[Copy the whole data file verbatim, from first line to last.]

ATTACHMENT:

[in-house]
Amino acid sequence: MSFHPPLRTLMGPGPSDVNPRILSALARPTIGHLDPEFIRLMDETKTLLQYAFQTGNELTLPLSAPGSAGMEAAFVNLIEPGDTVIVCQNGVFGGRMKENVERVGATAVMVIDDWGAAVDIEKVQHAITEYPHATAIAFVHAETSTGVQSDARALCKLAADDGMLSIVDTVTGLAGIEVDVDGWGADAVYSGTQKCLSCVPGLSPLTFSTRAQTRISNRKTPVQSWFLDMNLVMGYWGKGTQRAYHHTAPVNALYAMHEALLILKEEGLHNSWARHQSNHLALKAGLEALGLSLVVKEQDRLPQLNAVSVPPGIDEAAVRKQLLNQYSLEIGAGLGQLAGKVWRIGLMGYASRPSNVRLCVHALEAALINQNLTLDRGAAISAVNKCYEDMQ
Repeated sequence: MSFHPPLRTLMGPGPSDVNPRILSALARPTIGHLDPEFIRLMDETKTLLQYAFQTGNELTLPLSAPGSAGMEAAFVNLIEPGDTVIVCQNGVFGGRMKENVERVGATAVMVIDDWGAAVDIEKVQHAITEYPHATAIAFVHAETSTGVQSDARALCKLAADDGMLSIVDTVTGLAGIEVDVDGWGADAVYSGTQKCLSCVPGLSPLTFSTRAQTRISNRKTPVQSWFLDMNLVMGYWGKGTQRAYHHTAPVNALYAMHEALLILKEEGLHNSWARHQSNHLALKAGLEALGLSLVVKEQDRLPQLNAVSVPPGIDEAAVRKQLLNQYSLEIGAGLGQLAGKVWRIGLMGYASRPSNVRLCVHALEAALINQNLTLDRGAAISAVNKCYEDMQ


[in-house]
Amino acid sequence: MSFHPPLRTLMGPGPSDVNPRILSALARPTIGHLDPEFIRLMDETKTLLQYAFQTGNELTLPLSAPGSAGMEAAFVNLIEPGDTVIVCQNGVFGGRMKENVERVGATAVMVIDDWGAAVDIEKVQHAITEYPHATAIAFVHAETSTGVQSDARALCKLAADDGMLSIVDTVTGLAGIEVDVDGWGADAVYSGTQKCLSCVPGLSPLTFSTRAQTRISNRKTPVQSWFLDMNLVMGYWGKGTQRAYHHTAPVNALYAMHEALLILKEEGLHNSWARHQSNHLALKAGLEALGLSLVVKEQDRLPQLNAVSVPPGIDEAAVRKQLLNQYSLEIGAGLGQLAGKVWRIGLMGYASRPSNVRLCVHALEAALINQNLTLDRGAAISAVNKCYEDMQ
Repeated sequence: MSFHPPLRTLMGPGPSDVNPRILSALARPTIGHLDPEFIRLMDETKTLLQYAFQTGNELTLPLSAPGSAGMEAAFVNLIEPGDTVIVCQNGVFGGRMKENVERVGATAVMVIDDWGAAVDIEKVQHAITEYPHATAIAFVHAETSTGVQSDARALCKLAADDGMLSIVDTVTGLAGIEVDVDGWGADAVYSGTQKCLSCVPGLSPLTFSTRAQTRISNRKTPVQSWFLDMNLVMGYWGKGTQRAYHHTAPVNALYAMHEALLILKEEGLHNSWARHQSNHLALKAGLEALGLSLVVKEQDRLPQLNAVSVPPGIDEAAVRKQLLNQYSLEIGAGLGQLAGKVWRIGLMGYASRPSNVRLCVHALEAALINQNLTLDRGAAISAVNKCYEDMQ